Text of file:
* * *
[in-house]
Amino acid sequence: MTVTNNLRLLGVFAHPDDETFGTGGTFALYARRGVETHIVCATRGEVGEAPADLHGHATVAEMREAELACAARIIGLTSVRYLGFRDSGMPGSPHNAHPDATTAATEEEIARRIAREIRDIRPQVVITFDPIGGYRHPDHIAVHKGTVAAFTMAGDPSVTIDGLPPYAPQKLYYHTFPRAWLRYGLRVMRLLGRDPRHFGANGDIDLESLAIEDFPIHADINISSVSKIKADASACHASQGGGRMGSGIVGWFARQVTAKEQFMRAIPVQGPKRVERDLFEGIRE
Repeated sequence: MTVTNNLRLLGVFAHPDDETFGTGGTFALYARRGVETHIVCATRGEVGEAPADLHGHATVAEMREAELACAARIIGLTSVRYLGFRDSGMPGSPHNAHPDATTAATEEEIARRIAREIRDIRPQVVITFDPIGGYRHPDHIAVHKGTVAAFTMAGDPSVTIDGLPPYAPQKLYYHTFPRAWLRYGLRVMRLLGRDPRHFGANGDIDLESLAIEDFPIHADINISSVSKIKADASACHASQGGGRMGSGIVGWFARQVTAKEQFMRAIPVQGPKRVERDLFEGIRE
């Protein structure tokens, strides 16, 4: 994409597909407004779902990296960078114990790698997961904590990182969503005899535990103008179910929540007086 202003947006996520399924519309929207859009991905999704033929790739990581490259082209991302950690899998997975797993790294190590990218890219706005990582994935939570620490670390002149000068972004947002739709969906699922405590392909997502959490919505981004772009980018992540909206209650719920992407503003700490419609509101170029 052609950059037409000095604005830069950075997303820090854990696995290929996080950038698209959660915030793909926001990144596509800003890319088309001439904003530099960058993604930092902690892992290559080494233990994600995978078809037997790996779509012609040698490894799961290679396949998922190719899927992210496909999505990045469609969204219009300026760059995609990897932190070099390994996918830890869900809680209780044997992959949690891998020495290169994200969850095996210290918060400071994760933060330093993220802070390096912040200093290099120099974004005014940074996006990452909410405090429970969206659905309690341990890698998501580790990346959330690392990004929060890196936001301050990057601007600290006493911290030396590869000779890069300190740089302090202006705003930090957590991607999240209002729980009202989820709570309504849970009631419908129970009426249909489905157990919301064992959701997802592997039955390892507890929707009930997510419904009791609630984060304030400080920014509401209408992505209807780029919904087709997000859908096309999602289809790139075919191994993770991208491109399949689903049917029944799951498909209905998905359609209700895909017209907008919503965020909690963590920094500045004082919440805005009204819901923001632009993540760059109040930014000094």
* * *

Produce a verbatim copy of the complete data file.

[in-house]
Amino acid sequence: MTVTNNLRLLGVFAHPDDETFGTGGTFALYARRGVETHIVCATRGEVGEAPADLHGHATVAEMREAELACAARIIGLTSVRYLGFRDSGMPGSPHNAHPDATTAATEEEIARRIAREIRDIRPQVVITFDPIGGYRHPDHIAVHKGTVAAFTMAGDPSVTIDGLPPYAPQKLYYHTFPRAWLRYGLRVMRLLGRDPRHFGANGDIDLESLAIEDFPIHADINISSVSKIKADASACHASQGGGRMGSGIVGWFARQVTAKEQFMRAIPVQGPKRVERDLFEGIRE
Repeated sequence: MTVTNNLRLLGVFAHPDDETFGTGGTFALYARRGVETHIVCATRGEVGEAPADLHGHATVAEMREAELACAARIIGLTSVRYLGFRDSGMPGSPHNAHPDATTAATEEEIARRIAREIRDIRPQVVITFDPIGGYRHPDHIAVHKGTVAAFTMAGDPSVTIDGLPPYAPQKLYYHTFPRAWLRYGLRVMRLLGRDPRHFGANGDIDLESLAIEDFPIHADINISSVSKIKADASACHASQGGGRMGSGIVGWFARQVTAKEQFMRAIPVQGPKRVERDLFEGIRE
């Protein structure tokens, strides 16, 4: 994409597909407004779902990296960078114990790698997961904590990182969503005899535990103008179910929540007086 202003947006996520399924519309929207859009991905999704033929790739990581490259082209991302950690899998997975797993790294190590990218890219706005990582994935939570620490670390002149000068972004947002739709969906699922405590392909997502959490919505981004772009980018992540909206209650719920992407503003700490419609509101170029 052609950059037409000095604005830069950075997303820090854990696995290929996080950038698209959660915030793909926001990144596509800003890319088309001439904003530099960058993604930092902690892992290559080494233990994600995978078809037997790996779509012609040698490894799961290679396949998922190719899927992210496909999505990045469609969204219009300026760059995609990897932190070099390994996918830890869900809680209780044997992959949690891998020495290169994200969850095996210290918060400071994760933060330093993220802070390096912040200093290099120099974004005014940074996006990452909410405090429970969206659905309690341990890698998501580790990346959330690392990004929060890196936001301050990057601007600290006493911290030396590869000779890069300190740089302090202006705003930090957590991607999240209002729980009202989820709570309504849970009631419908129970009426249909489905157990919301064992959701997802592997039955390892507890929707009930997510419904009791609630984060304030400080920014509401209408992505209807780029919904087709997000859908096309999602289809790139075919191994993770991208491109399949689903049917029944799951498909209905998905359609209700895909017209907008919503965020909690963590920094500045004082919440805005009204819901923001632009993540760059109040930014000094």